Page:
Farm Rescue nonprofit marks milestone with 500th aid case

FILE - In this Aug. 26, 2017 file photo, driver Tim Drechsel and friend Ember Daley lead a long lineup of trucks as Operation Hay Lift Convoy pull off of I-94 at Menoken, N.D. The 13 trucks sponsored by Farm Rescue and Beyer Towing of Fergus Falls each carrying 34 bales of hay were destined to drought stricken farms and ranches in western North Dakota. North Dakota-based Farm Rescue, which expanded into its sixth state earlier this year, is helping its 500th case this week amid the most devastating drought in the Northern Plains in decades. (Tom Stromme /The Bismarck Tribune via AP, File)

Tom Stromme

BISMARCK, N.D. (AP) — Amid the most devastating drought in the Northern Plains in decades, a farm aid nonprofit has reached another milestone.

North Dakota-based Farm Rescue, which expanded into its sixth state earlier this year, is helping its 500th case this week — a south central North Dakota rancher who lost his right arm in a hay baling machine accident this past summer.

While dealing with the loss of the arm, Doug Bichler also dealt with severe drought on his ranch near Linton.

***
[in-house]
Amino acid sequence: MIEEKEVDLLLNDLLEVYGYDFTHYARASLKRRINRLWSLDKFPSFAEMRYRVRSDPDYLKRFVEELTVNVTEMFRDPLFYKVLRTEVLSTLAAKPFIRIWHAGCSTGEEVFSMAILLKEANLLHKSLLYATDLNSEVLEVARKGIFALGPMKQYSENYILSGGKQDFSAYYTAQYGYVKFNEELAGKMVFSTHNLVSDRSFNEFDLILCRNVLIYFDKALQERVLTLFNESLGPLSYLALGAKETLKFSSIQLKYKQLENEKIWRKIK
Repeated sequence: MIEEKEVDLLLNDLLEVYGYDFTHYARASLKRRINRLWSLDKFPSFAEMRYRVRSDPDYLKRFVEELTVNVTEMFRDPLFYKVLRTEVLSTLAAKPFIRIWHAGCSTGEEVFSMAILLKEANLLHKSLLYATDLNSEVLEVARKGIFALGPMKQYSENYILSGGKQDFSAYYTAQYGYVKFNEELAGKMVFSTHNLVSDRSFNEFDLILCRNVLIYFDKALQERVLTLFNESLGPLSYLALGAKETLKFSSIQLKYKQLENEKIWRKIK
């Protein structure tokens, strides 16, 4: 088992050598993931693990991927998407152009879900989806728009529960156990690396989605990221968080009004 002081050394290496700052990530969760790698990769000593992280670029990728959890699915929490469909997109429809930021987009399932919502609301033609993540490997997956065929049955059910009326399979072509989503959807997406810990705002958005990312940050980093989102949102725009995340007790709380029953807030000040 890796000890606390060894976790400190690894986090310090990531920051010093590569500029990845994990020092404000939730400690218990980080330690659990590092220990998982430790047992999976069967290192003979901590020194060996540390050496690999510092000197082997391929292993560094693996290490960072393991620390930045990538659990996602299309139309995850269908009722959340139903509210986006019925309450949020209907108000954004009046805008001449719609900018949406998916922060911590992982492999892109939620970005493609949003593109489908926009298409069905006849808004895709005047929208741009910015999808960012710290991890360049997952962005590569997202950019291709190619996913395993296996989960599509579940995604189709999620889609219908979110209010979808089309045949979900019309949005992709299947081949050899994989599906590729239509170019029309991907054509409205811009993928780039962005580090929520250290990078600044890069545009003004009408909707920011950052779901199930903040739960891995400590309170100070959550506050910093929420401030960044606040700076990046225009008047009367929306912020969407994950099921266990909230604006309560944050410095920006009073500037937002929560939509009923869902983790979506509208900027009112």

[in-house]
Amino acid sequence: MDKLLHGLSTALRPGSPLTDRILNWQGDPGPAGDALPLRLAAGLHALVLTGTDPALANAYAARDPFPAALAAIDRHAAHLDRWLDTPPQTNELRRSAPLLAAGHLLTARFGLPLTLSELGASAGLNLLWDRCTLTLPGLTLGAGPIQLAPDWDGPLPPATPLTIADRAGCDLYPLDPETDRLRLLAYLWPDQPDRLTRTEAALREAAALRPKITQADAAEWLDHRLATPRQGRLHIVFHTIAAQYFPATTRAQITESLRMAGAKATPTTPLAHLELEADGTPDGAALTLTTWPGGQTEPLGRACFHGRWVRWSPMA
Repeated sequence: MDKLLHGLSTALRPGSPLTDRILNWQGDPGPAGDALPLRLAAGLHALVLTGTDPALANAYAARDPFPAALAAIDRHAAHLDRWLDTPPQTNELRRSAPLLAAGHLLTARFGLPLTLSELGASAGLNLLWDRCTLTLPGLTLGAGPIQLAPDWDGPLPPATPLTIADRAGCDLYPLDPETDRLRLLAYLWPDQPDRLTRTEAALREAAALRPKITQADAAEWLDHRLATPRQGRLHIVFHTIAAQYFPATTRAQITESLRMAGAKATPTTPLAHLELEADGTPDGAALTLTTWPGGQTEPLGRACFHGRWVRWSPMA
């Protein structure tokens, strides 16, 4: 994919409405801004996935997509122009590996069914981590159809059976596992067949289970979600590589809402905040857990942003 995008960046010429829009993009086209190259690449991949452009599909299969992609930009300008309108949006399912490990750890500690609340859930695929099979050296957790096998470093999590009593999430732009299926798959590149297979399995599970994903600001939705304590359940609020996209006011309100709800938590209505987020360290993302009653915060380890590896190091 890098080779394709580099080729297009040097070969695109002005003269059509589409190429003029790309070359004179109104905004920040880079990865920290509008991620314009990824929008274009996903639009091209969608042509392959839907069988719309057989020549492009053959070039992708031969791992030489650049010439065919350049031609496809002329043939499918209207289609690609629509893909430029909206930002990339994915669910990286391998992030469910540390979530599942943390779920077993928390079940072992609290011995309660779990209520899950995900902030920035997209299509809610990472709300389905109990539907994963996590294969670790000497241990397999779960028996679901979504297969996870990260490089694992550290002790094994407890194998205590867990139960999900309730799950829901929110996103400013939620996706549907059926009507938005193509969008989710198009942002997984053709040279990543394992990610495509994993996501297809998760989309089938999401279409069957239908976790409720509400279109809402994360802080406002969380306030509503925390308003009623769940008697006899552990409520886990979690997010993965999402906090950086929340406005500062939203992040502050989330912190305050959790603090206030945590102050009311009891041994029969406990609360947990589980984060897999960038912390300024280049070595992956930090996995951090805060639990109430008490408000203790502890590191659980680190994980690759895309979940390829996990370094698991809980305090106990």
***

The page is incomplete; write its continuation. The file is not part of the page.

"Like many others affected by the drought this summer, we're a bit short on hay," he said. "Through some generous donations we're going to be able to get some ... from the northeastern part of the state."

Farm Rescue volunteers this week are delivering the hay to Bichler's farm. It's the 500th aid case for the organization since it was launched in 2005 by Bill Gross, who grew up on a North Dakota farm and now flies a cargo plane for a living but wants to stay connected to his rural roots.

"There is no better reward in life than to help those who have experienced unexpected crises," said Gross, who serves as Farm Rescue's president and also often uses his vacation time to help with the manual labor.

Farm Rescue provides free physical labor for farmers and ranchers in need in North Dakota, South Dakota, Minnesota, Iowa, Montana and Nebraska, which it began serving with haying and hay-hauling help this year. Other services in its territory include crop planting and harvesting, and grain-hauling. It relies on about 1,100 volunteers from around the country, donated equipment and money donations, operating on an annual budget just under $1 million.

Bichler, 37, is still recovering from his ordeal and said the assistance from Farm Rescue will help him keep his herd of cattle.

"I don't think we'll have to downsize," he said. "I don't think we'll have a lot of hay left over, but I think we'll be able to get through the winter.

"With everything going on in the world, it's reassuring to know that there's still a lot of good out there," Bichler said.

———

Follow Blake Nicholson on Twitter at: http://twitter.com/NicholsonBlake

Copyright 2017 The Associated Press. All rights reserved. This material may not be published, broadcast, rewritten or redistributed.

Angry
0
Sad
0
Funny
0
Wow
0
Love
0

Load comments